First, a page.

Basement Solutions is your reliable provider of basement waterproofing and foundation repair services in Pennsylvania, New Jersey and Delaware.
Today, we will be discussing the advantages of a sump pump as a way to keep water out of your basement. A sump pump is not considered a waterproofing tool, but rather a way to keep your basement dry, and pump the water out of it.
The north east weather is unpredictable for most of the year. We get rain on the spring and fall, heavy thunderstorms on the summer, and the last few winters have brought us an insane amount of snow. Frequent rain and snow raise the groundwater table and floods basements and crawlspaces with alarming regularity. It takes only a couple of inches of standing water to ruin household items, cripple mechanical systems, rust metal fixtures, and rot wooden posts.
Any home that regularly experiences even the slightest water penetration into the basement or crawlspace should be equipped with a sump pump. A sump pump is a submersible electric pump that sits in a hole, called the sump pit. The pit is located at the lowest corner of the basement or crawlspace so that when flooding occurs, water drains directly into the pit. When water in the pit reaches a predetermined level, the pump automatically kicks on and pumps the water into an indoor drain or outdoors through a PVC pipe.
Electric sump pumps are very effective and relatively affordable. But they have one serious design flaw: The pumps don’t operate during a blackout. Severe rainstorms often knock out the electricity, leaving many sump pumps inoperable when homeowners need them the most.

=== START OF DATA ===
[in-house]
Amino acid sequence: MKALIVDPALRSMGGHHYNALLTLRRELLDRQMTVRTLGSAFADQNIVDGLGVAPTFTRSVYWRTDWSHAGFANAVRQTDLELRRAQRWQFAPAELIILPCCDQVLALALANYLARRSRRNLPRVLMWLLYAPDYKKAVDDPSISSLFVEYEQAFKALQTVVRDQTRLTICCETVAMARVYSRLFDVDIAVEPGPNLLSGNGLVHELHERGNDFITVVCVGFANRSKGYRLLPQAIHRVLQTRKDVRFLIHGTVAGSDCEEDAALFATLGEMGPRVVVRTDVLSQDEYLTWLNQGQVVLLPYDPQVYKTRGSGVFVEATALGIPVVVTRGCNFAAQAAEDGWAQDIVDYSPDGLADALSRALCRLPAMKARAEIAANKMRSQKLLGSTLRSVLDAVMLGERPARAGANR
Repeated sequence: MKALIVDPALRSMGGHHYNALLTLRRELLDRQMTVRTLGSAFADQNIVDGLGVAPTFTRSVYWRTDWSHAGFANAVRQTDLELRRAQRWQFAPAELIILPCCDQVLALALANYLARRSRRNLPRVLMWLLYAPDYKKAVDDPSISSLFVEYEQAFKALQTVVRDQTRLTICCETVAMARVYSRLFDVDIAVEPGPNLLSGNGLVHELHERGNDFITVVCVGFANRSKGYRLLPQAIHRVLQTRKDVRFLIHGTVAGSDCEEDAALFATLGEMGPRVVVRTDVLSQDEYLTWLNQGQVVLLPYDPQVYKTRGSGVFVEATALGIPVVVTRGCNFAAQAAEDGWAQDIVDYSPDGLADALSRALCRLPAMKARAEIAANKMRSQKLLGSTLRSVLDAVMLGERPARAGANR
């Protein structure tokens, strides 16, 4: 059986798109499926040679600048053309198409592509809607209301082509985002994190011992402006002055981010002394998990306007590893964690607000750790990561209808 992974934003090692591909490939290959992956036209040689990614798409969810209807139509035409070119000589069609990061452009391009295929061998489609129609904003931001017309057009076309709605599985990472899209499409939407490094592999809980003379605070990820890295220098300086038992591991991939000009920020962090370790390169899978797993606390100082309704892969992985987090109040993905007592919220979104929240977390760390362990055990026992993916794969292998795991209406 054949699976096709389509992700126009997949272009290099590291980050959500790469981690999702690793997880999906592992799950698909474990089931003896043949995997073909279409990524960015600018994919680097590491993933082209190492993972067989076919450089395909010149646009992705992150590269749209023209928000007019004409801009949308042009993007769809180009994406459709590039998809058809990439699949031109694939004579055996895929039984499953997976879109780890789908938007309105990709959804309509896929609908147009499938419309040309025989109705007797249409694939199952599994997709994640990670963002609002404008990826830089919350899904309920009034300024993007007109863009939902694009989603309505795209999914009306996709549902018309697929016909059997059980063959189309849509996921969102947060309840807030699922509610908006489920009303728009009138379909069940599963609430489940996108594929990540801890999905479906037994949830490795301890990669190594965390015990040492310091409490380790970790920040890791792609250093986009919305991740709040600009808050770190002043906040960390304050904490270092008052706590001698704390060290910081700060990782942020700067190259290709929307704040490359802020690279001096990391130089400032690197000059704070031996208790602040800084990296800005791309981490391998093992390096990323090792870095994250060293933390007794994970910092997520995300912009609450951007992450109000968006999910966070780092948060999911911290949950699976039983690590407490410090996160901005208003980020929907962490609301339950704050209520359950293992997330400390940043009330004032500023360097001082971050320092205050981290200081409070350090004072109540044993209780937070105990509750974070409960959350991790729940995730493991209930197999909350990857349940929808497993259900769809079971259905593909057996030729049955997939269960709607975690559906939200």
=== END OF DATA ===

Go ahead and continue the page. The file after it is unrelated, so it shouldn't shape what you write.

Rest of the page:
There’s a simple way to ensure that your sump pump continues to operate even when the power goes out: Install a battery-backup sump pump. This two-stage system includes a 120-volt electric sump pump connected to a 12-volt backup pump that runs off a deep-cycle marine battery. During normal operation, the electric sump pump will pump water from the pit. But if the electricity goes out, the battery-powered backup pump will automatically start up when the pit fills with water. An electric charger keeps the battery-backup pump fully charged so it’ll be ready at any time.
Sump pumps with battery backup come with easy-to-follow installation instructions and cost about $300 to $500, depending on the capacity of the pump. Most homeowners can install the system themselves in 2 to 4 hours. Here are a few installation tips:
• Be sure to install a check valve to prevent water from flowing back into the sump pit. Seal the threaded ends of the valve with Teflon tape.
• Place the marine battery in a protective plastic case and set it on a wall-mounted shelf—not on the floor.
• Make the water-discharge pipe from 1 1/2-inch-diameter PVC pipe. • You’ll need an electrical outlet close to the sump pit for plugging in both the electric sump pump and the charger for the battery-backup pump. If necessary, hire a licensed electrician to install a new outlet. Don’t use extension cords to power the system.
• When pumping the water outdoors, it’s critical that the water is released onto a downhill slope and away from the house so that it can’t drain back into the basement or crawlspace. Another option is to pump the water into a drainpipe that leads away from the house.
For professional installation, make sure that you contact us at Basement Solutions.